Designing a Mobile Experience

Presentations by: Jason Michel, Kwabena Sekyere, Dave McLaughlin

Concrete examples and demos on mobile designs. Great follow-up to Jeff’s overview of the trends in designing mobile web and native apps.

Dave McLaughlin Presentation: Hartford County Public Library
Used a JavaScript framework for designing web apps and mobile WebKit devices–nice because works on a lot of platforms. jQuery is a JavaScript framework, just released alpha release for jQuery Mobile. jQTouch= offshoot of jQuery. It has been around for about a year, has example code, no clear development timeline, etc.

HCPL mobile: has a new releases and booklists feature in their web app. Very nice looking web app. Need to have functionality to renew materials via the mobile web app–working on this in the near future.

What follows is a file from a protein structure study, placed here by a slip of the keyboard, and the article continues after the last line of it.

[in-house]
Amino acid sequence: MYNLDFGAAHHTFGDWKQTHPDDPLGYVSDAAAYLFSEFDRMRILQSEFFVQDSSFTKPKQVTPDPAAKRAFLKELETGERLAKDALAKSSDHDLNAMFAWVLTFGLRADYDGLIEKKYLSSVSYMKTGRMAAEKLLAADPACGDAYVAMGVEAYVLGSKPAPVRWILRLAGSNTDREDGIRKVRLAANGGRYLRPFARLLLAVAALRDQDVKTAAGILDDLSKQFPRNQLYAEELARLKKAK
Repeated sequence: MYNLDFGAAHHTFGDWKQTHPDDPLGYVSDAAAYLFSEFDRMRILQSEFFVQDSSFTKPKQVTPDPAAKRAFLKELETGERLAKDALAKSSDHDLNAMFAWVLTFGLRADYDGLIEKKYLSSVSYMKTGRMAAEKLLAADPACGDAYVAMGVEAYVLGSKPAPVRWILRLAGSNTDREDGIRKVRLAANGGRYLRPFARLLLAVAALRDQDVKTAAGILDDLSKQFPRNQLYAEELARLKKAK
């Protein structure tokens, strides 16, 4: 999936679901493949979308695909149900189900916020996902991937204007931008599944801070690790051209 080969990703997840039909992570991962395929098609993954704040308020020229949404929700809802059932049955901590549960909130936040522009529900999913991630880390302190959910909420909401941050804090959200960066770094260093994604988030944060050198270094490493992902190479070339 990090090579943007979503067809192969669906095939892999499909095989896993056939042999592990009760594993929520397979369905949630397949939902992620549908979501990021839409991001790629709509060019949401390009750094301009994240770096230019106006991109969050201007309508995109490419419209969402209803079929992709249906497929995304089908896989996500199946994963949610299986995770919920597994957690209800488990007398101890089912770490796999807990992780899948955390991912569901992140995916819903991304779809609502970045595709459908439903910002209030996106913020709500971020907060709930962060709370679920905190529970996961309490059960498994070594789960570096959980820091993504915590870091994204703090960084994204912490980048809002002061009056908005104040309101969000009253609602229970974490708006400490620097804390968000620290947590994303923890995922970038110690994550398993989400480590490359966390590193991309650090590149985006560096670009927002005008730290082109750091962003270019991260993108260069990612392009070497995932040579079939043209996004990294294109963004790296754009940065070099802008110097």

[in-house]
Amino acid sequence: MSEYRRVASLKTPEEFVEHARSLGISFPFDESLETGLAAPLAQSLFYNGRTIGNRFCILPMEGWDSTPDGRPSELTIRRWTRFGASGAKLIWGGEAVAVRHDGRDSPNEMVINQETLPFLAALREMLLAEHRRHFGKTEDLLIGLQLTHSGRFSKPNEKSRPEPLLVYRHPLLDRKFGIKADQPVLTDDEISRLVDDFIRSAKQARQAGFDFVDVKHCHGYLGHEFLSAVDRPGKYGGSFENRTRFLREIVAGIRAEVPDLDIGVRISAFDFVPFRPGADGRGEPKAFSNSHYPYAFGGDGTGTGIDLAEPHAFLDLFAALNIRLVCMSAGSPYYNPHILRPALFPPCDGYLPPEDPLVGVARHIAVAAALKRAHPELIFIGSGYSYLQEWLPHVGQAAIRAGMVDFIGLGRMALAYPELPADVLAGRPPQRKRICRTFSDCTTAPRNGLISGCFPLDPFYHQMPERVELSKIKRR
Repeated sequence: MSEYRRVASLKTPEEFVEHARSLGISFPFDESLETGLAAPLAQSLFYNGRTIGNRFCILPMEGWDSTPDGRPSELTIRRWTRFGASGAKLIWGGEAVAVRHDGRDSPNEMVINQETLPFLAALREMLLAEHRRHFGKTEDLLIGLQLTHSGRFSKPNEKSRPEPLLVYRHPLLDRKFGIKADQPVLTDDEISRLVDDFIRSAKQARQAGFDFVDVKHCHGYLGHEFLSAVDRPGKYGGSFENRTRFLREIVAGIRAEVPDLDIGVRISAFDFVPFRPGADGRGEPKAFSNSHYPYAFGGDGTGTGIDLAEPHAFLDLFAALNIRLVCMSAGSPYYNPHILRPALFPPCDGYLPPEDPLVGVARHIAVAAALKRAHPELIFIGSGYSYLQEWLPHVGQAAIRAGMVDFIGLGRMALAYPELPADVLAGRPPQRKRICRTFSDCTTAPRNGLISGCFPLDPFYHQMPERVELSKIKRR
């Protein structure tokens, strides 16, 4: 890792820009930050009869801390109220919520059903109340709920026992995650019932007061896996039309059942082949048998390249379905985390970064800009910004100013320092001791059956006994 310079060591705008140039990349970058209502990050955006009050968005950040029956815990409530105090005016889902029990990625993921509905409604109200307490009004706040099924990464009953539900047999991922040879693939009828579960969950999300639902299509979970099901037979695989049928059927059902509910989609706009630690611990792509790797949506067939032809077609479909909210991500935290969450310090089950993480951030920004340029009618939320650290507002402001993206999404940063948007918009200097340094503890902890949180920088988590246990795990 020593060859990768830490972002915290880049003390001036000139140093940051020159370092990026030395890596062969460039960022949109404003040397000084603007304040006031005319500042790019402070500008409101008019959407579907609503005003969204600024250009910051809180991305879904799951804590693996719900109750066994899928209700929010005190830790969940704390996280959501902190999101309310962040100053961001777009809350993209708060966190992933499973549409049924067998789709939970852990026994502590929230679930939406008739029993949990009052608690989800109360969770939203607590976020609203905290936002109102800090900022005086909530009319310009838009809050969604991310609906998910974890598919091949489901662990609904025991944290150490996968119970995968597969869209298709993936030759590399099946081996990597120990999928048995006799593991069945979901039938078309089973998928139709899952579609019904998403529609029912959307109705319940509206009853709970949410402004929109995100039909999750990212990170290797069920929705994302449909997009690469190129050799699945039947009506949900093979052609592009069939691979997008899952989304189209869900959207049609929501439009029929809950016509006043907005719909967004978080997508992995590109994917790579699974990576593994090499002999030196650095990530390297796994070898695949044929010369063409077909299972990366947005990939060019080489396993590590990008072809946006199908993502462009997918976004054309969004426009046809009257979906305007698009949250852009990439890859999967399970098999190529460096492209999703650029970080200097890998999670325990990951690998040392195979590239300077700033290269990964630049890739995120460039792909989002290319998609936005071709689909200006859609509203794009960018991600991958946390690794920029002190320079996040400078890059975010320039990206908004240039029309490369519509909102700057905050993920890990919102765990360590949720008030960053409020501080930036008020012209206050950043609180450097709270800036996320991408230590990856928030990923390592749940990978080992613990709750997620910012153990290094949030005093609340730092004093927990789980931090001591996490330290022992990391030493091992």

Jason Michel and Kwabena Sekyere: Presentation on Miami University Libraries Mobile Site
Created a mobile web over native apps because more people can use and you don’t have to design for each different device. Used Drupal for the mobile site and designed for core functionalities. Nice, functional mobile website. Unfortunately server doesn’t recognize that you are coming to the site on a mobile site and will load the regular site on your phone. You have to actually type in the mobile website URL to get to the mobile site.

Another set of talks that reiterate the need to seriously focus on creating mobile web apps/mobile websites instead of native apps. Great talks, but would have been so much better if the projection system was better so even the bloggers in the back of the room could see the code on the screen. (But, of course, this isn’t the fault of the presenters–they had good demos/examples)